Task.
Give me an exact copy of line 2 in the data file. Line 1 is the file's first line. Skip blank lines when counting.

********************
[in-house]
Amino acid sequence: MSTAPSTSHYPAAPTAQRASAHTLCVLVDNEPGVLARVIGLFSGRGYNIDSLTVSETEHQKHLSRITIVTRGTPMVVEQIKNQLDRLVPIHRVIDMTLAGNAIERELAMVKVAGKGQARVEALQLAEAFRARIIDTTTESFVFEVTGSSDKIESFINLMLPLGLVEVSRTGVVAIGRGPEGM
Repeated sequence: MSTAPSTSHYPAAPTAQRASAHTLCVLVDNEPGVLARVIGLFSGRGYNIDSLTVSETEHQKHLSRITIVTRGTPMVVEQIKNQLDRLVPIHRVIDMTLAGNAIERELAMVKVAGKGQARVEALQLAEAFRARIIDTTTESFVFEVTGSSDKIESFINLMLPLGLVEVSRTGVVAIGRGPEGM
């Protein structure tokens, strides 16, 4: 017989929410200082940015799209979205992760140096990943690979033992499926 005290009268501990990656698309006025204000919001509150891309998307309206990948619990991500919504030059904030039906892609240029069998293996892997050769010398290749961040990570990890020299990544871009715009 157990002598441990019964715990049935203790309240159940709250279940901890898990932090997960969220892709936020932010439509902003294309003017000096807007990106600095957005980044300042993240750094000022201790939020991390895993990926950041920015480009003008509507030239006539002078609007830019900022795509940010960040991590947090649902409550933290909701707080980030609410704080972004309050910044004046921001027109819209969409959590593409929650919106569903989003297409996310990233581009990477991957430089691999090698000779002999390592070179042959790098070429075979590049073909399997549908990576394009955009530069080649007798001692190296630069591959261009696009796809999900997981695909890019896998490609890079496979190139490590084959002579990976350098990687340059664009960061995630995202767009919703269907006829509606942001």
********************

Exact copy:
Amino acid sequence: MSTAPSTSHYPAAPTAQRASAHTLCVLVDNEPGVLARVIGLFSGRGYNIDSLTVSETEHQKHLSRITIVTRGTPMVVEQIKNQLDRLVPIHRVIDMTLAGNAIERELAMVKVAGKGQARVEALQLAEAFRARIIDTTTESFVFEVTGSSDKIESFINLMLPLGLVEVSRTGVVAIGRGPEGM